Domestic Disturbance and Policing
Francisco Jaime May 12, 2012 JUS-350 Hanson, Timothy Domestic Disturbance and Policing Relationships where a partner will try to control the other partner’s actions are known as domestic violence or domestic abuse - Domestic Disturbance and Policing introduction. The violence exhibited within these types of relationships can include physical assault (hitting, pushing, shoving, etc. ), sexual abuse (unwanted or forced sexual activity), and stalking. Other behaviors such as emotional, psychological and financial abuse can be included in this category, although they are not criminal behaviors, they are known as forms of abuse and can lead to criminal violence (Divorce Online. 009). Partners can be married, boyfriend and girlfriend, heterosexual, gay or lesbian, married, separated or involved in a relationship where they are simply living together. The arrangement makes no difference when it comes to incidents of domestic violence. It can happen at any time or place, frequently or once in a while. Domestic abuse has no barriers either; victims can be of any race, age, sex or culture.
National statistics on domestic abuse estimate that between 960,000 incidents of violence against a current or former spouse, boyfriend, or girlfriend to 3 million women who are physically abused by their husband or boyfriend per year (Domestic violence statistics. 2012). These facts have prompted law enforcement agencies in various cities across the United States to initiate mandatory arrests for anyone charged with domestic violence. This meant that anyone who was charged with domestic violence be arrested with or without the consent of the victim.
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The courts would than proceed with criminal charges against the offender. In cases such as this, the accuser would most likely reoffend leading to a higher number of cases that involved some form of domestic abuse (Goodman, Lisa A. Epstein, Deborah Koss, Mary P. White, Jacquelyn W. Kazdin, Alan E. 2011). This has led many to wonder if mandatory arrests actually helped in the number of cases seen within the judicial system. Recent research has shown that because mandatory arrests are utilized in some states that an increase in intimate partner violence had occurred because of this.
The two main reasons for this were decreased reporting by victims and increased reprisal by abusers. The offenders felt some form of betrayal by their significant other causing many to seek vengeance causing a repeated cycle of abuse and recidivism by known offenders. The study done therefore showed that mandatory arrests did more damage than actually helping those that it was intended to protect (Iyengar, Radha. 2008) Mandatory arrests for cases of domestic violence were now seen as major issue within the United States.
Since many law enforcement agencies had little or no policies regarding arrests for cases that involved a domestic dispute along with the lack of community involvement, this resulted in a push to implement pro- and mandatory arrest policies for domestic violence. What many failed to realize is the effect this would have on victims and abusers alike. These policies did not only affect the abusers themselves, but the victims also. Victims of domestic violence had begun to receive the same punishment because many had decided to retaliate against their attackers leading to an increase in the number of victim arrests.
A shift that many advocates for harsher punishments for domestic violence did not foresee (Hovmand, P. S. , Ford, D. N. , Flom, I. and Kyriakakis, S. 2009)! This led the justice system to focus more on ways to help prevent domestic violence by viewing it as a serious crime and not just as a private, family issue. Activists were than able to persuade state legislatures to implement orders of protection specifically tailored to meet the needs of victims of domestic violence. The reforms that were utilized did help in increasing a victim’s access to the justice system but did little in areas of support afterwards.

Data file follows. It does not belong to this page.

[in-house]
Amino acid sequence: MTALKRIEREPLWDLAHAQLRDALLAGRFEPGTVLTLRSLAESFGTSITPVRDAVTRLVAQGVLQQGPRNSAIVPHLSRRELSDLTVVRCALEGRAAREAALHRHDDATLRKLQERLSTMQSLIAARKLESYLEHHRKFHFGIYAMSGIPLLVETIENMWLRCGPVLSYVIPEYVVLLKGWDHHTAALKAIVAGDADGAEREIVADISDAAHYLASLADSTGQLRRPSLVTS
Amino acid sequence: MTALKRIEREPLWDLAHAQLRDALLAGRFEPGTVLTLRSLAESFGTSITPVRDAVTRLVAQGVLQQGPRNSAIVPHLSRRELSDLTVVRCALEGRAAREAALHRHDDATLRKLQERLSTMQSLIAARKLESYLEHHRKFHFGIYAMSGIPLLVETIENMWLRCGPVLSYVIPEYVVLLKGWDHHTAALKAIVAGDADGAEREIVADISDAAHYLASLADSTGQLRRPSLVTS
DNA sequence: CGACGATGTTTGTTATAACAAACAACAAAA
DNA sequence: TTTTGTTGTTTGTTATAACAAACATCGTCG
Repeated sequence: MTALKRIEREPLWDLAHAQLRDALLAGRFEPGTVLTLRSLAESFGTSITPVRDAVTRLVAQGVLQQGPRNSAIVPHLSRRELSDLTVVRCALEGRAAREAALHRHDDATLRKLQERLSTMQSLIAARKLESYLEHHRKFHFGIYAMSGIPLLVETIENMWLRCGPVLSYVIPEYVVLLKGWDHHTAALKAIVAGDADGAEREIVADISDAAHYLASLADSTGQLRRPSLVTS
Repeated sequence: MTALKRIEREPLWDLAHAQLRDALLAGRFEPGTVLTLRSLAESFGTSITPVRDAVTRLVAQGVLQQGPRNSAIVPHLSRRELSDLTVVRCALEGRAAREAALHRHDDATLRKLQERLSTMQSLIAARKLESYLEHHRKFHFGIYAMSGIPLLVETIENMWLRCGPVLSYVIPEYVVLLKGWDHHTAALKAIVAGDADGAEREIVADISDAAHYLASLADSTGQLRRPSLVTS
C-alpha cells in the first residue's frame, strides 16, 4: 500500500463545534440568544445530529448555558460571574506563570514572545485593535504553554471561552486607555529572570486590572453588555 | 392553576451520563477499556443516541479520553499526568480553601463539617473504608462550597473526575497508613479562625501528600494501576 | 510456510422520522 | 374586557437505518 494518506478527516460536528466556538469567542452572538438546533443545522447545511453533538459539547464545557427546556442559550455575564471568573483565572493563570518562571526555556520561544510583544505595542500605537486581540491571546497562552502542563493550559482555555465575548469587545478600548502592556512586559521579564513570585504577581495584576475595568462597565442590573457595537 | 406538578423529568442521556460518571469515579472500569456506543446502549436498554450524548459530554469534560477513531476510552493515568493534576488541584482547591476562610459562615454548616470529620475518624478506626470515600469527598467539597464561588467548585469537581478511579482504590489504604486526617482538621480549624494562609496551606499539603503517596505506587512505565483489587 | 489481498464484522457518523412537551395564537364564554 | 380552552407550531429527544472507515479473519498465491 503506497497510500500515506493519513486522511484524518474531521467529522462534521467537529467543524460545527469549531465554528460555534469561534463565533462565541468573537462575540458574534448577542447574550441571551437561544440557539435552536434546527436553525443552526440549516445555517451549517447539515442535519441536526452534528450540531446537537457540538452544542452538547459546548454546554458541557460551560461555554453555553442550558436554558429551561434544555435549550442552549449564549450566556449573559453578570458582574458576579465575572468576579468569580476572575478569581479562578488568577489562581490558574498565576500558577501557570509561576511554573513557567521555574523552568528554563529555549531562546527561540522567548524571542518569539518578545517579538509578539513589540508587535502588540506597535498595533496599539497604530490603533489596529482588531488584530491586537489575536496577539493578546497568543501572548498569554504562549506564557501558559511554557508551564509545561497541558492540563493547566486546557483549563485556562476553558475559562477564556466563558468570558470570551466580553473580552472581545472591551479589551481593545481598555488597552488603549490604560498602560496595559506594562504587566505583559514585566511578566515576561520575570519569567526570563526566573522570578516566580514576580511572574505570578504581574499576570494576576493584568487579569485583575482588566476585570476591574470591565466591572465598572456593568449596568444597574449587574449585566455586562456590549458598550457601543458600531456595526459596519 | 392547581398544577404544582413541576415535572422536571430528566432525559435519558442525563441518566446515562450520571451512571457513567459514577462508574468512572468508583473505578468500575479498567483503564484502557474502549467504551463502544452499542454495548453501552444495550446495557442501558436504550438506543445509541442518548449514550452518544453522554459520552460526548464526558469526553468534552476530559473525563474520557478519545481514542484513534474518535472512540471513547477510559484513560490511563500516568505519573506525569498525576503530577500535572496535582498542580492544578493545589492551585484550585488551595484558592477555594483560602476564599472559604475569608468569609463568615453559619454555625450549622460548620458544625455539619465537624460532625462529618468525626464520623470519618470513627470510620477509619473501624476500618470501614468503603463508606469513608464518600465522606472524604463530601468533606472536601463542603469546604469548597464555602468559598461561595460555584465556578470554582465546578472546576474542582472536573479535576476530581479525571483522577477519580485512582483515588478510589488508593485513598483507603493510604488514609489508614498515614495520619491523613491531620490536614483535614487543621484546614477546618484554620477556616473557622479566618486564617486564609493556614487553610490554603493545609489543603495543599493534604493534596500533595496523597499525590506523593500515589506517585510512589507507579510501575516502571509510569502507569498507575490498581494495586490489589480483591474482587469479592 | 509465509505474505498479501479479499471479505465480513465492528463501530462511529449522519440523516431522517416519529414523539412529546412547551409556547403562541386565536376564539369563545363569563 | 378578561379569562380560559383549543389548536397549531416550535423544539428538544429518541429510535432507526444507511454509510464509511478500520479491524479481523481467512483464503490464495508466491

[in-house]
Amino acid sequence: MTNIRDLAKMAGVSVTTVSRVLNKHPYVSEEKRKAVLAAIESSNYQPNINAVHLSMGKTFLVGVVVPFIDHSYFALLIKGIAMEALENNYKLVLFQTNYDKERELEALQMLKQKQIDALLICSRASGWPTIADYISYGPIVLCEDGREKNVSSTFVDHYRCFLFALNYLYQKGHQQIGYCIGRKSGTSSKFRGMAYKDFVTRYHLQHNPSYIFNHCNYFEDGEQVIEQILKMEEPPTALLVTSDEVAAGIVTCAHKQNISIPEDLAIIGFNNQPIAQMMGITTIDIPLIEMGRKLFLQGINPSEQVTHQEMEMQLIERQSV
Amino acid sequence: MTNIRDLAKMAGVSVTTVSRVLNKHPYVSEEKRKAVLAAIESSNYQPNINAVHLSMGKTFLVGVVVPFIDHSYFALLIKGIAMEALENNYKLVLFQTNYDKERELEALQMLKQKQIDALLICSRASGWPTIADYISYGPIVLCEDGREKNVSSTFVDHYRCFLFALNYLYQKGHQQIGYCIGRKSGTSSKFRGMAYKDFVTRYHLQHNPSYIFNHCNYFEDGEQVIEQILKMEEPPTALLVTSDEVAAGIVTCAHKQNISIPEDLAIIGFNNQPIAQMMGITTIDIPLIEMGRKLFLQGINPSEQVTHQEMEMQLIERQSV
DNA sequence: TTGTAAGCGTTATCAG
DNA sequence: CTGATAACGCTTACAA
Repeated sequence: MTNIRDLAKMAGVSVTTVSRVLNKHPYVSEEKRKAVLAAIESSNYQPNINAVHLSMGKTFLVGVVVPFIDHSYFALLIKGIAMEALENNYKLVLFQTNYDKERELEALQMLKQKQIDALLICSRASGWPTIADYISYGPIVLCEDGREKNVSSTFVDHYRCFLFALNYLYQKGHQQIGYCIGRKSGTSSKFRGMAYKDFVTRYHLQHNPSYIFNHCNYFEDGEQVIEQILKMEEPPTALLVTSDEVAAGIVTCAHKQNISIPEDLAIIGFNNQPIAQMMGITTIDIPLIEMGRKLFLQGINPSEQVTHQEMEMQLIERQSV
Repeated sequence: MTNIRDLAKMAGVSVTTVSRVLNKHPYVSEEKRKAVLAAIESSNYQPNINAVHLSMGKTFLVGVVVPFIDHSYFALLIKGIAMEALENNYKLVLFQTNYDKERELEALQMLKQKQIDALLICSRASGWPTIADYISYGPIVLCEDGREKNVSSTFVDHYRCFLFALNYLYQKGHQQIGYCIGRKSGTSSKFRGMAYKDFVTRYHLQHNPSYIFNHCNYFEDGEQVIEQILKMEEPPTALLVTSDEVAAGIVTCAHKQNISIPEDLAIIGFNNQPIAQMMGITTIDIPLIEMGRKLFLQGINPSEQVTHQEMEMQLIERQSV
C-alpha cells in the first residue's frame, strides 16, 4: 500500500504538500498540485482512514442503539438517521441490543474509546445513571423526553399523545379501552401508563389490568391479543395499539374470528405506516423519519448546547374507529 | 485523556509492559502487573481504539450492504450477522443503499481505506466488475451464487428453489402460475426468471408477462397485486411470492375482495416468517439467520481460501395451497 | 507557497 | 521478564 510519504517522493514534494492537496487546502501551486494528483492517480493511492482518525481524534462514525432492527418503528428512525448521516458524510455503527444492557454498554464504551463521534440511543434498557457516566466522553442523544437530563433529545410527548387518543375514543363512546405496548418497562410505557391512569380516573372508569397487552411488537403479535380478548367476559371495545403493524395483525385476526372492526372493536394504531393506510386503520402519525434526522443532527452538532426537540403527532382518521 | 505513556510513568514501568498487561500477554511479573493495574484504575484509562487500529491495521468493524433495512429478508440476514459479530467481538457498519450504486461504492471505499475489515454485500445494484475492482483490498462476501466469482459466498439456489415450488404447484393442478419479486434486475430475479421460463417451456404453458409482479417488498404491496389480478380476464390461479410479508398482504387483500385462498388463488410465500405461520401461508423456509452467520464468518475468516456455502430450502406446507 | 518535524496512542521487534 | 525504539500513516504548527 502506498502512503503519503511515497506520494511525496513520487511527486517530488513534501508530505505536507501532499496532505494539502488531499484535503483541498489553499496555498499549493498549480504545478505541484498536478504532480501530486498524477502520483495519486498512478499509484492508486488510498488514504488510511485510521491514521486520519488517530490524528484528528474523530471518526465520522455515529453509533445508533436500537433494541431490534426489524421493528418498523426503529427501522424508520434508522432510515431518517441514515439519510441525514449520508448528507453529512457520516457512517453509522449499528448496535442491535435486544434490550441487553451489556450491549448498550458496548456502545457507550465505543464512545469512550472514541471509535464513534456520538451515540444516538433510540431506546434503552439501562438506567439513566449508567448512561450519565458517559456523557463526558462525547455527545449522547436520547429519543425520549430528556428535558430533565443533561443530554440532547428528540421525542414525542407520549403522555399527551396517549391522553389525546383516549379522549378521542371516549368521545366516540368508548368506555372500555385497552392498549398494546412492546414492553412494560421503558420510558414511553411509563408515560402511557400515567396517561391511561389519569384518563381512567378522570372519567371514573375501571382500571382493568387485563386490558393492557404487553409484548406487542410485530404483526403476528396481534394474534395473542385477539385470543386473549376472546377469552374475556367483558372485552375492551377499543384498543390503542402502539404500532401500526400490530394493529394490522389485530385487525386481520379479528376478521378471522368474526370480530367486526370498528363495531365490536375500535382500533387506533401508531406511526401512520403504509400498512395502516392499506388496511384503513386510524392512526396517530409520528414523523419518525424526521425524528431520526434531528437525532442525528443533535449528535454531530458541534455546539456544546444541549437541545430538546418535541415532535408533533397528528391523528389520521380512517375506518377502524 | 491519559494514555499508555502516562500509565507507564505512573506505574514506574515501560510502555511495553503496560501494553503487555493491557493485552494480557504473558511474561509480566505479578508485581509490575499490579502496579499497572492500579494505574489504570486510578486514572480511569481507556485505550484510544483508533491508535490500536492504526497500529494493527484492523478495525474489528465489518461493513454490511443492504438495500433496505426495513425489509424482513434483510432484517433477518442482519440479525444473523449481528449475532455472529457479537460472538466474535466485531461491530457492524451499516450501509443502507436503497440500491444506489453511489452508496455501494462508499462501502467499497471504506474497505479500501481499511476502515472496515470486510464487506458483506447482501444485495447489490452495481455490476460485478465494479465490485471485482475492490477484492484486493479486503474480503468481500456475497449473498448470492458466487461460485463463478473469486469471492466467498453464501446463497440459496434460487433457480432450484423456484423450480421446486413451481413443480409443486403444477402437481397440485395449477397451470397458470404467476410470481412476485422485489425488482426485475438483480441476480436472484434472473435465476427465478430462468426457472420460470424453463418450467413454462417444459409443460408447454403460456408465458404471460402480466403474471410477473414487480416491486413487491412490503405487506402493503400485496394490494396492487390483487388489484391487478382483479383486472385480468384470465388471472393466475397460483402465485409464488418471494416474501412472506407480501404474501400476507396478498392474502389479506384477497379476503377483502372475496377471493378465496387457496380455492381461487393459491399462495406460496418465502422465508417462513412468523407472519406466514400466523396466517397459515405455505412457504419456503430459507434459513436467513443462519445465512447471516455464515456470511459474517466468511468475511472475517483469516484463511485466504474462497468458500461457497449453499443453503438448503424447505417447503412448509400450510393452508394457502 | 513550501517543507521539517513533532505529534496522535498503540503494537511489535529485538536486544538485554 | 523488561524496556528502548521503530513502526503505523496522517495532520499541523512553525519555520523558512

Victims were still exposed to increased violence from their partners. Because the justice system failed to effectively support those affected by domestic violence, victim safety became a huge concern for advocates against Intimate Partner Violence. Causing those who advocated for victims rights to question whether mandatory arrests helped reduce the amount of domestic violence cases seen each day within our judicial system (Goodman, Lisa A. Epstein, Deborah Koss, Mary P. White, Jacquelyn W. Kazdin, Alan E. 2011). With the increase in arrests made involving domestic disputes, it would be easy to say that mandatory arrests do more harm than elp those involved. With any type of policy that is initiated within a law enforcement agency, there are always going to be pros and cons to utilizing a new form of policing. The key is to try and take what can be effectively helpful and try to reform what worked. References Domestic violence statistics. 2012. As retrieved on 5/13/12 from http://www. dvrc-or. org/domestic/violence/resources/C61/#mal Divorce Online. 2009. As retrieved on 5/13/12 from http://www. domesticviolence. org/definition/ (Goodman, Lisa A. Epstein, Deborah Koss, Mary P. White, Jacquelyn W.
Kazdin, Alan E. 2011). As retrieved on 5/13/12 from http://psycnet. apa. org/books/12308/011 Hovmand, P. S. , Ford, D. N. , Flom, I. and Kyriakakis, S. (2009), Victims arrested for domestic violence: unintended consequences of arrest policies. . As retrieved on 5/13/12 from http://onlinelibrary. wiley. com/doi/10. 1002/sdr. 418/abstract Iyengar, Radha. 2008. Does the certainty of arrest reduce domesticviolence? Evidence from mandatory and recommended arrest laws. As retrieved on 5/13/12 from http://www. sciencedirect. com/science/article/pii/S0047272708001345